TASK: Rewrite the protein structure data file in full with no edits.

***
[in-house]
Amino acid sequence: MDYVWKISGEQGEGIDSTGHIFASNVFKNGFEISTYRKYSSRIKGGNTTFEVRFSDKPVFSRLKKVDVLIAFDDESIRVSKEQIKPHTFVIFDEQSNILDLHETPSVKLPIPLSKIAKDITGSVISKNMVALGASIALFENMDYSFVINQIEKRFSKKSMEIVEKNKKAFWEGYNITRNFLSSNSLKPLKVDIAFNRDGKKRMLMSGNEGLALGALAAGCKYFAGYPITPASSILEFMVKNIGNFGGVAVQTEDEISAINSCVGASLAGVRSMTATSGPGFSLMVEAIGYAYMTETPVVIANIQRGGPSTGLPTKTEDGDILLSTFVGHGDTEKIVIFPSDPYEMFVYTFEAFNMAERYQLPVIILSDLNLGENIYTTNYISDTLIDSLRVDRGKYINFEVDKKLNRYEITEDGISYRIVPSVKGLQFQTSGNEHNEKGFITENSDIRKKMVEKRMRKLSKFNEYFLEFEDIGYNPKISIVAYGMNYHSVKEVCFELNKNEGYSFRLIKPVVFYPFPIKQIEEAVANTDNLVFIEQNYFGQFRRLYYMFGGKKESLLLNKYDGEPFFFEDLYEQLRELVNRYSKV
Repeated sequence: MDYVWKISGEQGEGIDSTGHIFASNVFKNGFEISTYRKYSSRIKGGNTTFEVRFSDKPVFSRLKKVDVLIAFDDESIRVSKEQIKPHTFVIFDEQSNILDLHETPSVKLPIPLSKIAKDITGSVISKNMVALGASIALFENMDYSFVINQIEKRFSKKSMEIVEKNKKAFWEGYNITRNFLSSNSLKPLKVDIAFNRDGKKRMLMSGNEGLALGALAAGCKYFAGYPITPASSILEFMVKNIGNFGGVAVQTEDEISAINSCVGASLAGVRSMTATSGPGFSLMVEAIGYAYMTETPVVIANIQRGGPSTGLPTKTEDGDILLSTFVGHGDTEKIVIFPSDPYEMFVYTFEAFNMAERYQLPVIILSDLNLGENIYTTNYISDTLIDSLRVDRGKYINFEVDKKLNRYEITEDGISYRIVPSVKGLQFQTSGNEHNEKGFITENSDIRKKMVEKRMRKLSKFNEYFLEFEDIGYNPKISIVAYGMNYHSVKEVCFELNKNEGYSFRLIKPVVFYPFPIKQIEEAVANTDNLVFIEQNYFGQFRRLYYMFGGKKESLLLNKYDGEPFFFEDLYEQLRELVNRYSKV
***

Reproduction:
[in-house]
Amino acid sequence: MDYVWKISGEQGEGIDSTGHIFASNVFKNGFEISTYRKYSSRIKGGNTTFEVRFSDKPVFSRLKKVDVLIAFDDESIRVSKEQIKPHTFVIFDEQSNILDLHETPSVKLPIPLSKIAKDITGSVISKNMVALGASIALFENMDYSFVINQIEKRFSKKSMEIVEKNKKAFWEGYNITRNFLSSNSLKPLKVDIAFNRDGKKRMLMSGNEGLALGALAAGCKYFAGYPITPASSILEFMVKNIGNFGGVAVQTEDEISAINSCVGASLAGVRSMTATSGPGFSLMVEAIGYAYMTETPVVIANIQRGGPSTGLPTKTEDGDILLSTFVGHGDTEKIVIFPSDPYEMFVYTFEAFNMAERYQLPVIILSDLNLGENIYTTNYISDTLIDSLRVDRGKYINFEVDKKLNRYEITEDGISYRIVPSVKGLQFQTSGNEHNEKGFITENSDIRKKMVEKRMRKLSKFNEYFLEFEDIGYNPKISIVAYGMNYHSVKEVCFELNKNEGYSFRLIKPVVFYPFPIKQIEEAVANTDNLVFIEQNYFGQFRRLYYMFGGKKESLLLNKYDGEPFFFEDLYEQLRELVNRYSKV
Repeated sequence: MDYVWKISGEQGEGIDSTGHIFASNVFKNGFEISTYRKYSSRIKGGNTTFEVRFSDKPVFSRLKKVDVLIAFDDESIRVSKEQIKPHTFVIFDEQSNILDLHETPSVKLPIPLSKIAKDITGSVISKNMVALGASIALFENMDYSFVINQIEKRFSKKSMEIVEKNKKAFWEGYNITRNFLSSNSLKPLKVDIAFNRDGKKRMLMSGNEGLALGALAAGCKYFAGYPITPASSILEFMVKNIGNFGGVAVQTEDEISAINSCVGASLAGVRSMTATSGPGFSLMVEAIGYAYMTETPVVIANIQRGGPSTGLPTKTEDGDILLSTFVGHGDTEKIVIFPSDPYEMFVYTFEAFNMAERYQLPVIILSDLNLGENIYTTNYISDTLIDSLRVDRGKYINFEVDKKLNRYEITEDGISYRIVPSVKGLQFQTSGNEHNEKGFITENSDIRKKMVEKRMRKLSKFNEYFLEFEDIGYNPKISIVAYGMNYHSVKEVCFELNKNEGYSFRLIKPVVFYPFPIKQIEEAVANTDNLVFIEQNYFGQFRRLYYMFGGKKESLLLNKYDGEPFFFEDLYEQLRELVNRYSKV